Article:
50th day of Eastertide (10 May to 13 June)Pentecost(Whitsunday); always on a Sunday
Sunday after Pentecost (17 May to 20 June)Trinity Sunday
Thursday after Trinity Sunday (21 May to 24 June)Most Holy Body and Blood of Christ"Corpus Christi"; in some dioceses, celebrated on the following Sunday (24 May to 27 June).
Friday (8 days after Corpus Christi Thursday, 5 days after Corpus Christi Sunday) (29 May to 2 July)Most Sacred Heart of Jesus
24 JuneNativity of Saint John the Baptist
29 JuneSaints Peter and Paul
15 AugustAssumption of Mary
1 NovemberAll Saints
Last Sunday before Advent (20–26 November)Our Lord Jesus Christ the King of the UniverseReplaces 34th Sunday in Ordinary Time
8 DecemberImmaculate Conception of the Blessed Virgin Mary
25 DecemberNativity of the Lord (Christmas)everywhere a holy day of obligation; see also Nativity of Jesus

Proper solemnities[edit]

There are also solemnities not inscribed in the General Roman Calendar, which are observed in particular places, regions, churches or religious institutes. The optional memorial of Saint Patrick on 17 March is a solemnity in Ireland, the memorial of Saint Josemaría Escrivá on 26 June is a solemnity within the prelature of Opus Dei, and the optional memorial of Our Lady of Mount Carmel on 16 July is a solemnity for the Carmelites.

A partial list of proper solemnities follows:

DateSolemnityCountry or religious order
1 MarchSaint DavidWales
17 MarchSaint PatrickIreland (holy day of obligation) and Australia
8 MayOur Lady of Luján (Nuestra Señora de Luján)Argentina
23 AprilSaint GeorgeEngland
24 MayMary Help of ChristiansAustralia
24 MayTransfer of remains of Saint DominicDominican Order (where 8 August is not a solemnity)
26 JuneSaint Josemaría Escriváprelature of Opus Dei
5 JulySaints Cyril and MethodiusSlovakia, Czech Republic
11 JulySaint Benedict of NursiaOrder of Saint Benedict
16 JulyOur Lady of Mount CarmelCarmelites, Discalced Carmelites, and Chile
20 JulySaint Elijah the ProphetCarmelites (not discalced)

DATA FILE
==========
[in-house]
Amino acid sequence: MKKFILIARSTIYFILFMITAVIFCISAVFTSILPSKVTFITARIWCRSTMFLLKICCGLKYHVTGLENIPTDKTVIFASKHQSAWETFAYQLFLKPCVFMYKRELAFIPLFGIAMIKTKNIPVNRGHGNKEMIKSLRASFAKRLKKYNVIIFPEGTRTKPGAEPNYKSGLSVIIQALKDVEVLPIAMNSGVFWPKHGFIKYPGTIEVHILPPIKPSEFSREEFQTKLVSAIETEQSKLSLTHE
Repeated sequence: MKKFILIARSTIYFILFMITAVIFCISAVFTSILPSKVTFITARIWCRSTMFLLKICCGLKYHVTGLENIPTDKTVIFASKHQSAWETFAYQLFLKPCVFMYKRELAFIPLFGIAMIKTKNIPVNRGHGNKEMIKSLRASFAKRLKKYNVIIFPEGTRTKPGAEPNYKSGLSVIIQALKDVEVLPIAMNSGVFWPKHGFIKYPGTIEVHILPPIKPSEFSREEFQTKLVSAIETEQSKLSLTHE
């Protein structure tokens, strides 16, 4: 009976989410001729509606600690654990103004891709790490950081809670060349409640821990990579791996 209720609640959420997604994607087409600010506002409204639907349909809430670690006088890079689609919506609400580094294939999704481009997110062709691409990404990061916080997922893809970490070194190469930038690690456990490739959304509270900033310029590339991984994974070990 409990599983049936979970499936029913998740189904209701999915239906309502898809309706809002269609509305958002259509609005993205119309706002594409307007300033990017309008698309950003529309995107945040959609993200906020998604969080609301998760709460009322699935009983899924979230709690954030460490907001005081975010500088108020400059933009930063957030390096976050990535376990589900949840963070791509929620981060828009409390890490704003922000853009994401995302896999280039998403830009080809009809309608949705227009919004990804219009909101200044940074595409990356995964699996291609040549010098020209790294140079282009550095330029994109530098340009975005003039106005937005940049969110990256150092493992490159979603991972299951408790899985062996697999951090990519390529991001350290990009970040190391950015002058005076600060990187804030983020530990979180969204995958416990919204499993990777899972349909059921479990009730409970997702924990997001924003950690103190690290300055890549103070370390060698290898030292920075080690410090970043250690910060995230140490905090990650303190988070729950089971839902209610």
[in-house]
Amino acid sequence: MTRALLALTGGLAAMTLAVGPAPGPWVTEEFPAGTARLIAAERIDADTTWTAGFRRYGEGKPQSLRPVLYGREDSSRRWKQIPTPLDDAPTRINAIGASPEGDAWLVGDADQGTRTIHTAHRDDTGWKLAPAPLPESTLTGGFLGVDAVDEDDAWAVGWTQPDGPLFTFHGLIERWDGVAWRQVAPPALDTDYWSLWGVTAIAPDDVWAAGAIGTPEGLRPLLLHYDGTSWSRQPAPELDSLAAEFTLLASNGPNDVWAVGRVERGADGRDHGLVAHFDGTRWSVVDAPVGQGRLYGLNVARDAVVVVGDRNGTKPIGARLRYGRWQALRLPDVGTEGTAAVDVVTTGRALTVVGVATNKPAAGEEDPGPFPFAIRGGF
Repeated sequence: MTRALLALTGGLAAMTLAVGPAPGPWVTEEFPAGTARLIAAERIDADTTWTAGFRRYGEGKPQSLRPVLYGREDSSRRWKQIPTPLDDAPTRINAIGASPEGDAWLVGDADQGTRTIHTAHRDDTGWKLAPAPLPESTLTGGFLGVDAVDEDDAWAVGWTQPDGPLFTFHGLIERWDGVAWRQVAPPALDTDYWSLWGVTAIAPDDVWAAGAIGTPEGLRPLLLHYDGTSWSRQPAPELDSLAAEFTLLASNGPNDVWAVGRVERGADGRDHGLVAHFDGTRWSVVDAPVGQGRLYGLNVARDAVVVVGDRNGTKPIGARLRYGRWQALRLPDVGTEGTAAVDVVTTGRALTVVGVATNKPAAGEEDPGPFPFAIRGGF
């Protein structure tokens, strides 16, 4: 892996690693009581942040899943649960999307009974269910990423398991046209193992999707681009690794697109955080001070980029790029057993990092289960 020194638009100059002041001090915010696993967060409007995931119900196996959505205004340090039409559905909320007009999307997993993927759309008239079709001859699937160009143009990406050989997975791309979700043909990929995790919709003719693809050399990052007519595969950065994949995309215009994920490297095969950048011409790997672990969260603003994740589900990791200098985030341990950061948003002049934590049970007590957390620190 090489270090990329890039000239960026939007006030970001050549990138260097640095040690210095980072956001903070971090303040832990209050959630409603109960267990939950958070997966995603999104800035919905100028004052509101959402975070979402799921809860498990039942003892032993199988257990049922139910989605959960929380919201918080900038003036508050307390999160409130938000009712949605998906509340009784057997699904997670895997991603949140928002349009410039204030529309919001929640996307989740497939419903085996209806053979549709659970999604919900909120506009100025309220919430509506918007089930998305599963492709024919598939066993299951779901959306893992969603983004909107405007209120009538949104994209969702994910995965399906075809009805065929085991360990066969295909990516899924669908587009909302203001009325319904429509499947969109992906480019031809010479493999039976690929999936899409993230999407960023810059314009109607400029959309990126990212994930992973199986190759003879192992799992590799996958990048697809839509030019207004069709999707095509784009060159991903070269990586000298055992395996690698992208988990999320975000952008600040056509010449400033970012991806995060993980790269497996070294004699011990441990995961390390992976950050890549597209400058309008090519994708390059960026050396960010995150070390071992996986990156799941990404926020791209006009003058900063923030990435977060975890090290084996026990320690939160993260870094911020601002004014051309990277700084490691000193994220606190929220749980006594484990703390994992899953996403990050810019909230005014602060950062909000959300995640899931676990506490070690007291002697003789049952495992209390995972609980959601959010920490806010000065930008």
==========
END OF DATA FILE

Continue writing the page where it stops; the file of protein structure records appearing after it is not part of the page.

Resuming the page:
20 JulySaint Andrew Kim Taegon the Priest and MartyrSouth Korea
25 JulySaint James, son of Zebedee, the Apostle (Santiago el Mayor)Spain
8 AugustSaint DominicDominican Order (where 24 May is not a solemnity)
11 AugustSaint Clare of AssisiPoor Clares and some other Franciscans
28 AugustSaint Augustine of HippoAugustinians
4 September (?)Our Lady of ConsolationAugustinians
15 SeptemberOur Lady of SorrowsSlovakia
28 SeptemberSaint WenceslausCzech Republic
4 OctoberSaint Francis of AssisiFranciscan
12 OctoberOur Lady of AparecidaBrazil
15 OctoberTeresa of ÁvilaDiscalced Carmelites
19 NovemberOur Lady of ProvidencePuerto Rico
30 NovemberSaint Andrew the ApostleScotland
14 DecemberSaint John of the CrossDiscalced Carmelites


The Creed is recited at Mass, and there are two scriptural readings, not one, before the Gospel.

Some but not all solemnities are also holy days of obligation, on which, as on Sundays, Catholics are required to attend Mass and to avoid work and business that hinder divine worship or suitable relaxation of mind and body.[5] All holy days of obligation have the rank of solemnity at least at local level, though not necessarily holding that rank in the General Roman Calendar. With the exception of the solemnities of the Sacred Heart of Jesus, the Annunciation of the Lord and the Birth of John the Baptist, all the solemnities inscribed in the General Roman Calendar are mentioned as holy days of obligation in canon 1246 of the Code of Canon Law, but are not necessarily all observed in a particular country.

When a solemnity falls on a Friday, the obligation to abstain from meat or some other food as determined by the episcopal conference does not apply.[6]

See also[edit]


  1. ^ a b Universal Norms on the Liturgical Year and the Calendar, 59
  2. ^ Lewis and Short, sollemnis
  3. ^ a b Universal Norms on the Liturgical Year and the Calendar, 60
  4. ^ Universal Norms on the Liturgical Year and the Calendar, 56
  5. ^ Code of Canon Law, canon 1247
  6. ^ Code of Canon Law, canon 1251

External links[edit]